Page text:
where d(i,j) represents normalized Euclidean distance between pixels i and j. In the equation, w3, w4, and w5 are weights for individual R, G, and B channels respectively, where initially w3=w4=w5=1. We introduce different weights for different color channels (for future uses) since in some application domains certain color channels have more significant impacts than others. However, w1 is weight for RGB color channels against (x,y) coordinates and w2 is weight for (x,y) coordinates for pixels against RGB color channels, where 1/w1 + 1/w2 = 1, by default w1 = w2. For instance, in some cases if spatial position (x,y coordinate) is more important than color information, then w1 should be greater than w2. In that case, the difference in pixel positions will have a greater impact on distance calculation. ΔR, ΔG, ΔB, Δx, Δy in order represents RGB channel differences and x, y spatial coordinate differences between two pixels. 3 x 2552 is RGB channel normalization constant. ω is width and h is height of image for normalization of spatial distance (Δx2+ Δy2).

If we generalize the modified normalized distance measure for multispectral images, it becomes as following:

where k is the multispectral channel number, n is the total number of channels, ΔCk represents channel k the difference between i and j, wk represents weights for each channel where . In this way, both color and spatial position information are included in a single distance metric. With this distance measure, it becomes possible to differentiate even the same colored pixels in different locations.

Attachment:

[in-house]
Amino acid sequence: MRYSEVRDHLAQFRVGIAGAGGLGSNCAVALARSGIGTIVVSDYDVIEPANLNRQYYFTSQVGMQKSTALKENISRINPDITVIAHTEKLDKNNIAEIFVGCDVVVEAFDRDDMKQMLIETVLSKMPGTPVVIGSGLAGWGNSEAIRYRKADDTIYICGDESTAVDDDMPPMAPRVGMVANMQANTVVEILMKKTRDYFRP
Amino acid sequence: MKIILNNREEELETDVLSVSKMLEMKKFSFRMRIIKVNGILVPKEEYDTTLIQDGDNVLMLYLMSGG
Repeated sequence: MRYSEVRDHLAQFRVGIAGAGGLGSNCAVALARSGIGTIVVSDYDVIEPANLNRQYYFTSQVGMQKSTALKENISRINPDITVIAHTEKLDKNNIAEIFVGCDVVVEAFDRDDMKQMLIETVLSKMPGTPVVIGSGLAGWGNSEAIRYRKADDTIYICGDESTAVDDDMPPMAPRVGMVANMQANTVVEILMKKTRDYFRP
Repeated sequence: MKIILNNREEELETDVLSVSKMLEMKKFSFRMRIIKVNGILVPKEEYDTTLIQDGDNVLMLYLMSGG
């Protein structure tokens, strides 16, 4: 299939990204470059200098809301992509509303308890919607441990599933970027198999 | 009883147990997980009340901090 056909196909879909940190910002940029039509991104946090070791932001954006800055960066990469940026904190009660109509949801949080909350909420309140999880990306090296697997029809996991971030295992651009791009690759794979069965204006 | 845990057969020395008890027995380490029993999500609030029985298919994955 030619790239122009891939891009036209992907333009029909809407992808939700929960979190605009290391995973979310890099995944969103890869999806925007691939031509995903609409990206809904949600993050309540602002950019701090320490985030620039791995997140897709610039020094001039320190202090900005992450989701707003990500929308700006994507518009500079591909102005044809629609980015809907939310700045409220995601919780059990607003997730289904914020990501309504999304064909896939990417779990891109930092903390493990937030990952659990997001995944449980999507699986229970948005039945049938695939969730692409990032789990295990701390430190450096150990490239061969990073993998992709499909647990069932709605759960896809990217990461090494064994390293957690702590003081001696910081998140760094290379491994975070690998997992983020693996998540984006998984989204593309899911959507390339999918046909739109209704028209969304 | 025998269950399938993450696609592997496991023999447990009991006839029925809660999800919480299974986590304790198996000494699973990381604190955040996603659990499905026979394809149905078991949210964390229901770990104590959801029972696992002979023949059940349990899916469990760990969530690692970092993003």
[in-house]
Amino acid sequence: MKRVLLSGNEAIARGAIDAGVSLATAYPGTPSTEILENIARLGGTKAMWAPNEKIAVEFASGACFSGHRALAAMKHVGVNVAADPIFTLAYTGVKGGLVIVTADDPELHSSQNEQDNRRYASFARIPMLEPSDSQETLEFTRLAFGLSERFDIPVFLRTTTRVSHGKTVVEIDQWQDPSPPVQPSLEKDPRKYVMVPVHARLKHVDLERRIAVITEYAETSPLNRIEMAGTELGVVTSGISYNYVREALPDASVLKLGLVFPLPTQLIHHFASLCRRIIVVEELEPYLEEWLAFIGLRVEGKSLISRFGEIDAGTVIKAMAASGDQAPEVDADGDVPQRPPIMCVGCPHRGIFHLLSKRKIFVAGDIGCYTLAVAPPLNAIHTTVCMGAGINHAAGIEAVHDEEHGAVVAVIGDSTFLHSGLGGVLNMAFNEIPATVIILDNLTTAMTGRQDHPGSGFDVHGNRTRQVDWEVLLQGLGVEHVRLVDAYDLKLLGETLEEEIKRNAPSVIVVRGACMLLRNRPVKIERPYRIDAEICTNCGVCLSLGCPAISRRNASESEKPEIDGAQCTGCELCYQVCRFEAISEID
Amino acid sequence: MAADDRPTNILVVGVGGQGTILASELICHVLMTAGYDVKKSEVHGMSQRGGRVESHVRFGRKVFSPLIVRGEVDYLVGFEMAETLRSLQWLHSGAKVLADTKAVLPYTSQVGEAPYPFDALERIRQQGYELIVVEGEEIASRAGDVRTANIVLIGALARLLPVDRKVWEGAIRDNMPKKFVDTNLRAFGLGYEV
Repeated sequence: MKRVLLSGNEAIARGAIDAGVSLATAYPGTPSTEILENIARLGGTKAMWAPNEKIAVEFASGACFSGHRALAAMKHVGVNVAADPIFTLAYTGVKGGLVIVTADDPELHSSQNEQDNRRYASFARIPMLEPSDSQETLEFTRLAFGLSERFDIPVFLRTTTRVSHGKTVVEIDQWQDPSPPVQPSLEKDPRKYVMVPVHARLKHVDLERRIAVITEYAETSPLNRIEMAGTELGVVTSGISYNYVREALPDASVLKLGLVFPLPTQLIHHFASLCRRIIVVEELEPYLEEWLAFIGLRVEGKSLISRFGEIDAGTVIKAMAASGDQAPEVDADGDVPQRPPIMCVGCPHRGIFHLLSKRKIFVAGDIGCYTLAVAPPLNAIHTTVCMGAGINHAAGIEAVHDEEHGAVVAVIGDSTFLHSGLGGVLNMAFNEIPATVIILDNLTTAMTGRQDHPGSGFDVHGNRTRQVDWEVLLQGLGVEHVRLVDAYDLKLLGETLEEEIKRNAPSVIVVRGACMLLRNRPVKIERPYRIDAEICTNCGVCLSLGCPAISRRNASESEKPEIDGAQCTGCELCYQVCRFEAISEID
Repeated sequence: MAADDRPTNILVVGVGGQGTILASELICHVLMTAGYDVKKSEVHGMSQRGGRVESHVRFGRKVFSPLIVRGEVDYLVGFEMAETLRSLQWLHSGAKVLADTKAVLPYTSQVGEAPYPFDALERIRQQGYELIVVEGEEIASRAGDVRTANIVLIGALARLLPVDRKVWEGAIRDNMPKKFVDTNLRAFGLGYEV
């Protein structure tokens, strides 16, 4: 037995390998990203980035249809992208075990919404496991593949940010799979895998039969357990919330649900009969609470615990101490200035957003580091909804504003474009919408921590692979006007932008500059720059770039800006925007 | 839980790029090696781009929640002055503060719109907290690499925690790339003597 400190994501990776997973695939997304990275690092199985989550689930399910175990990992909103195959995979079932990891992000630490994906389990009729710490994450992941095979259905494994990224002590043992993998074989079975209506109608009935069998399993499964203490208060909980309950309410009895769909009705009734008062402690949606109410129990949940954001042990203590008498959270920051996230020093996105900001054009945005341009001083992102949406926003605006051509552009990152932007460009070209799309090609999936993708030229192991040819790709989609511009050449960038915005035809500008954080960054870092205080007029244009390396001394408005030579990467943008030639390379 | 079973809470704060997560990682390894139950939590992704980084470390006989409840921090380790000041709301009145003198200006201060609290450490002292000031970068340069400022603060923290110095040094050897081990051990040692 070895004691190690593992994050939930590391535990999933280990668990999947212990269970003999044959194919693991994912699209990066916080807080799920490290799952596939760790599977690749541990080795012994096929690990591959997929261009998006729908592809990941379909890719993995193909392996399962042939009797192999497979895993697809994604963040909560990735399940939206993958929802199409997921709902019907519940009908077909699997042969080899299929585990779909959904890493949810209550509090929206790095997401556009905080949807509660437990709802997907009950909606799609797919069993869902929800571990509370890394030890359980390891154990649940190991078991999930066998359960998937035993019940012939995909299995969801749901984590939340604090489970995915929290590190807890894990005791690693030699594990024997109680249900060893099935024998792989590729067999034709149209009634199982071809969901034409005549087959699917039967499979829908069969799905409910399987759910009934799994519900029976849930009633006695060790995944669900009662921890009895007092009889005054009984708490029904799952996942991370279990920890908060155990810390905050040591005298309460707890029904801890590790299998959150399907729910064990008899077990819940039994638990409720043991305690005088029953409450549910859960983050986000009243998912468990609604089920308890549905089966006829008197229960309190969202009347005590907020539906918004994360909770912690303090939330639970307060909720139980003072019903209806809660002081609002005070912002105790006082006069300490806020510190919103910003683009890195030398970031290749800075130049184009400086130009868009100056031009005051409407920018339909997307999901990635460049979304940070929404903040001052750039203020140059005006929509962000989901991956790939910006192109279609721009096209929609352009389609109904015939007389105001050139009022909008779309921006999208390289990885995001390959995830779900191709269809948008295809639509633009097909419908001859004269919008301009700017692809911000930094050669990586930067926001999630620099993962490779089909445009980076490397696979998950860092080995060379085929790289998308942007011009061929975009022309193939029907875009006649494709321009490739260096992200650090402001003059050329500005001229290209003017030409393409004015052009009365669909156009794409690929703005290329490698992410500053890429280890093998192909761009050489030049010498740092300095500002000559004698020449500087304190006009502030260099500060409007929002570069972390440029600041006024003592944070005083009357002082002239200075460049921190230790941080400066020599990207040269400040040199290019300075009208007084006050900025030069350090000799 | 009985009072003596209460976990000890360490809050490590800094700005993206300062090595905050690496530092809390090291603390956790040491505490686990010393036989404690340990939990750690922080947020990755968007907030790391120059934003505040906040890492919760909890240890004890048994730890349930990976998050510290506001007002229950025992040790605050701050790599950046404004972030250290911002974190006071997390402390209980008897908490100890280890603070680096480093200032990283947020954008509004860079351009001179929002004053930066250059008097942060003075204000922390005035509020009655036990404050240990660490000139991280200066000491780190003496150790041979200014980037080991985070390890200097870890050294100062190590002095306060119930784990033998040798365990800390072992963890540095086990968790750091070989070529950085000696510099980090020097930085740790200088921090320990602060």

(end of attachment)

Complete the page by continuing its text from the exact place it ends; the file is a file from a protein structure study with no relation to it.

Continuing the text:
Figure 8 illustrates the importance of normalized distance measure over results. Figure 8 a) shows an exemplary dermoscopy image of a lesion which has low contrast between the surrounding skin and the lesion and also a fuzzy and irregular lesion border. Figure 8 b) illustrates the result drawn by a dermatologist whereas Figure 8 c) illustrates the result generated by FDBLD with Manhattan distance while Figure 8 d) illustrates the result generated by ND-FDBLD. As clearly seen from this example, the simple normalized distance measure was specifically designed for lesion border detections (ND-FDBLD) outperforms FDBLD. Figure 8 e) shows the result of FDBLD with Euclidean distance (after preprocessing is applied). Figure 8 f) and g) illustrate how ND-FDBLD behaves with different weights.